In Talmud study, we differentiate between studying in depth (iyun) and covering ground (bekiut). The “New School” is providing iyun on an unprecedented level. The OU’s successful Nach Yomi program (www.ou.org/torah/nach-series/nach-yomi) has motivated many to tackle the difficult task of bekiut, studying every verse of the Bible. Daily Nach UK and Daily Nach Israel are similar independent programs. The text that was born from these programs, Journey Through Nach, is a guide to gaining familiarity with every book and chapter of Nach.
The authors summarize every chapter clearly and briefly. Additionally, they add occasional divrei Torah from classical commentaries and mussar greats, as well as in-depth essays in the back of the book on topics of Jewish law and thought that emerge from the Biblical text. Remarkably, this is a series from the traditional beit midrash, not the academy or the “New School.” One might call it Chareidi or at least emerging from the Chareidi yeshivah world. Apparently, the revolution of Orthodox Tanach study has spread beyond its initial audience.
The Vision of Eden: Animal Welfare and Vegetarianism in Jewish Law and Mysticism
(Revised Edition, First Edition published in 2002)
By David Sears
Chicken and meat have been part of the Jewish menu, particularly on Shabbat and holidays, since time immemorial. Can anyone construct a coherent traditional argument to refrain from those delights? Some activists greatly overstate the case for vegetarianism, cherry-picking sources and ignoring history. In contrast, Rabbi David Sears presents an honest survey of the issues and different views. He masterfully describes the halachic, philosophical and kabbalistic arguments, incorporating translations of key texts and extensive endnotes. While himself a vegetarian, Rabbi Sears clearly demonstrates that eating meat is religiously acceptable. According to some, vegetarianism is an Edenic ideal to which one should strive. According to others, eating meat shows the difference between humans and animals, perhaps even elevating the consumed animals to a higher level of existence. But all agree that we should minimize cruelty to animals and eat healthily.
I often hear rabbis say that one of the greatest personal challenges facing this generation is handling material plenitude responsibly. Too many of us eat too much and for all the wrong reasons. Even a limited vegetarianism—perhaps only during weekdays—can help us think differently about food and its purpose in our daily lives.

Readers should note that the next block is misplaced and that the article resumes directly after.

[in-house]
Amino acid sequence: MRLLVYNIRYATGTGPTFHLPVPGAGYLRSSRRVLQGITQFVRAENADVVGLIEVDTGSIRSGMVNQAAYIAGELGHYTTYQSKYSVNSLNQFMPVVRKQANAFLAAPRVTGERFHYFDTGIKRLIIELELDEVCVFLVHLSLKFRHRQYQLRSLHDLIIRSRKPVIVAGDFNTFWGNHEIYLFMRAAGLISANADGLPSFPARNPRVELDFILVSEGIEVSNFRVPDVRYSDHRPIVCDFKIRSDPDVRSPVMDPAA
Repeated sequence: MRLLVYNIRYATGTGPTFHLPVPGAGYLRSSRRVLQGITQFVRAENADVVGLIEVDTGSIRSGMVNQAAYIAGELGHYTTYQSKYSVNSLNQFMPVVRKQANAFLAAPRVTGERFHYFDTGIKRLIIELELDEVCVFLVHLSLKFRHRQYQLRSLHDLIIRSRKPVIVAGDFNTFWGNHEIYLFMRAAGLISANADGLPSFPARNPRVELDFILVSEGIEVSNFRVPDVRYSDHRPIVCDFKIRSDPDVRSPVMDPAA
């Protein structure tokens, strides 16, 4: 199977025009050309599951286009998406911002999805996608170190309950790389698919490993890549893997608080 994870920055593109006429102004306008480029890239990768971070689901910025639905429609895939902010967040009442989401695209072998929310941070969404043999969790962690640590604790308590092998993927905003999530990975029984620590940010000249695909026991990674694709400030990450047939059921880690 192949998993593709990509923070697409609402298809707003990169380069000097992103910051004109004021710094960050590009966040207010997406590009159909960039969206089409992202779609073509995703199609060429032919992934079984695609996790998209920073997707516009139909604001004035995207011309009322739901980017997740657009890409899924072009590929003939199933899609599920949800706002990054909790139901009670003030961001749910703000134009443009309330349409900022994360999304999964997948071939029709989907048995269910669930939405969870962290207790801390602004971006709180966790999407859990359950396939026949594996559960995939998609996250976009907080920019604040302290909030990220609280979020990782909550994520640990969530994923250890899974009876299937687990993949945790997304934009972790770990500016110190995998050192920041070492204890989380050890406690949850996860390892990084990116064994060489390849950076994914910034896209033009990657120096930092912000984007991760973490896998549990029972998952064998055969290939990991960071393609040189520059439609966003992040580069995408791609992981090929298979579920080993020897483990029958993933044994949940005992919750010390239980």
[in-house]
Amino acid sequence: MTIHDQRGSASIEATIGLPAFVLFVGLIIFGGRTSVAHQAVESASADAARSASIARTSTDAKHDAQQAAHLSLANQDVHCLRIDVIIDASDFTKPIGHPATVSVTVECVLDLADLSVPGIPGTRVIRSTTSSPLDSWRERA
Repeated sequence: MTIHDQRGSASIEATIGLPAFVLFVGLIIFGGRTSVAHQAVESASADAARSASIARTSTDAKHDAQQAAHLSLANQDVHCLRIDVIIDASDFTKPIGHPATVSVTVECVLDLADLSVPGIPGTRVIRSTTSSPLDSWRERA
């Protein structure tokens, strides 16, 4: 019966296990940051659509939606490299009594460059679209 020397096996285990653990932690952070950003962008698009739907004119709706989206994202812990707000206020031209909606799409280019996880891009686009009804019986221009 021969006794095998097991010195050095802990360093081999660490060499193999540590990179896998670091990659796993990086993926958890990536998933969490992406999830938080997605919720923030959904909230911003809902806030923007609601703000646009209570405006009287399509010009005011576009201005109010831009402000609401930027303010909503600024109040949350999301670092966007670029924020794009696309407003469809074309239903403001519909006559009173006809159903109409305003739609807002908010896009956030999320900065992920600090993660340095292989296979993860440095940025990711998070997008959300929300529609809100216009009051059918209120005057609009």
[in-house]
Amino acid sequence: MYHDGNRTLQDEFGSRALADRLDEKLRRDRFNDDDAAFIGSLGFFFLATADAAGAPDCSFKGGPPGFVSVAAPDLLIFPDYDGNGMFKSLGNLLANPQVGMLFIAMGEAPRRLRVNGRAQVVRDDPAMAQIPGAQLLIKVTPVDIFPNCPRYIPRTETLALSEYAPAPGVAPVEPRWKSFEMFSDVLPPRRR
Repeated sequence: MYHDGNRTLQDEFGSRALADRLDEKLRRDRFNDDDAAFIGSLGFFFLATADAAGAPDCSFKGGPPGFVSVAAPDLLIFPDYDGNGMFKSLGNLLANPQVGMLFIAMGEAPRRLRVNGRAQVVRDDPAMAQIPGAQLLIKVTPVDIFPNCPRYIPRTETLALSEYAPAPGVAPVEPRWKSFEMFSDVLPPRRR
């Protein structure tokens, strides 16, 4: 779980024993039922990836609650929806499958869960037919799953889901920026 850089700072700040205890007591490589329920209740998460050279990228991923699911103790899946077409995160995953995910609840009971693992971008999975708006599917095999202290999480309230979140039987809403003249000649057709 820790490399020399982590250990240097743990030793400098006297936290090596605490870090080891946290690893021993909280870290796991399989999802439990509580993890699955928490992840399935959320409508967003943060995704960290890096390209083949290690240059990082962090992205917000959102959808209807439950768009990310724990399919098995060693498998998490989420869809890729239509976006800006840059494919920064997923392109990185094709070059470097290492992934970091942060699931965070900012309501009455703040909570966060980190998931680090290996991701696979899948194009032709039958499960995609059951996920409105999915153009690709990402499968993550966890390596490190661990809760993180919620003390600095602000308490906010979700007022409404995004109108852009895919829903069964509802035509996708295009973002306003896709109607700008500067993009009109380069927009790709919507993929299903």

As technology and culture change, as unique situations arise, many people want to know what Judaism has to say about the issues of the day. Yet Jewish law is anything but straightforward. An honest discussion must include multiple opinions that weave their way through history, at times intersecting and then diverging. Many have attempted to simplify these stories, but few have succeeded.
Rabbi Shlomo Brody consistently presents issues “ripped from the headlines” in an accessible yet comprehensive way. Think of a hot topic, and he has discussed it. Quoting opinions throughout the ages and across the spectrum, he explains the different views with clarity and authority. Yet, given the great significance of his topics, he cannot fail to take a side, unlike what one may do with theoretical issues of little social importance. Rather, he often subtly shows his personal view, as one would expect from an author who deeply cares about these issues.
The Early Rishonim: A Gemara Student’s Guide
By Aryeh J. Leibowitz
The standard yeshivah student intentionally looks at the Talmud and commentaries ahistorically, judging the back-and-forth arguments on their merits and not on who made
the claims and why. While this is appropriate, it masks an important piece of Judaism—mesorah, tradition. Judaism is based on an ancient tradition passed down through the millennia. If we fail to recognize the transmission from teachers to students, we lose appreciation for the precious mesorah we possess.
In his day, the Rambam included a list of the chain of transmission in the introduction to his Mishneh Torah. The Meiri updated the list until his day, as did others after him. Rabbi Aryeh Leibowitz takes us back to the tenth through twelfth centuries and describes the chain of transmission in those important years. Starting with the early Rishonim, he explains to the yeshivah student the paths of those famous rabbis, whose commentaries and rulings are widely studied in yeshivot. With Rabbi Leibowitz’s short and easily read book, which is informed by modern scholarship but completely traditional, a yeshivah student will learn where the people whose names he sees so often lived, from whom they learned Torah, and what books they published. For example, students are probably familiar with Rabbi Shimshon (the Rash) of Shantz. But do they know that he was the third most important Tosafist, behind only Rabbeinu Tam and the Ri? Or that he moved to Israel toward the end of his life because of anti-Semitism in France? Rabbi Leibowitz’s book is an important supplement to a traditional yeshivah education.
Rabbi Gil Student writes frequently on Jewish issues and runs TorahMusings.com. He is a member of the Jewish Action editorial board.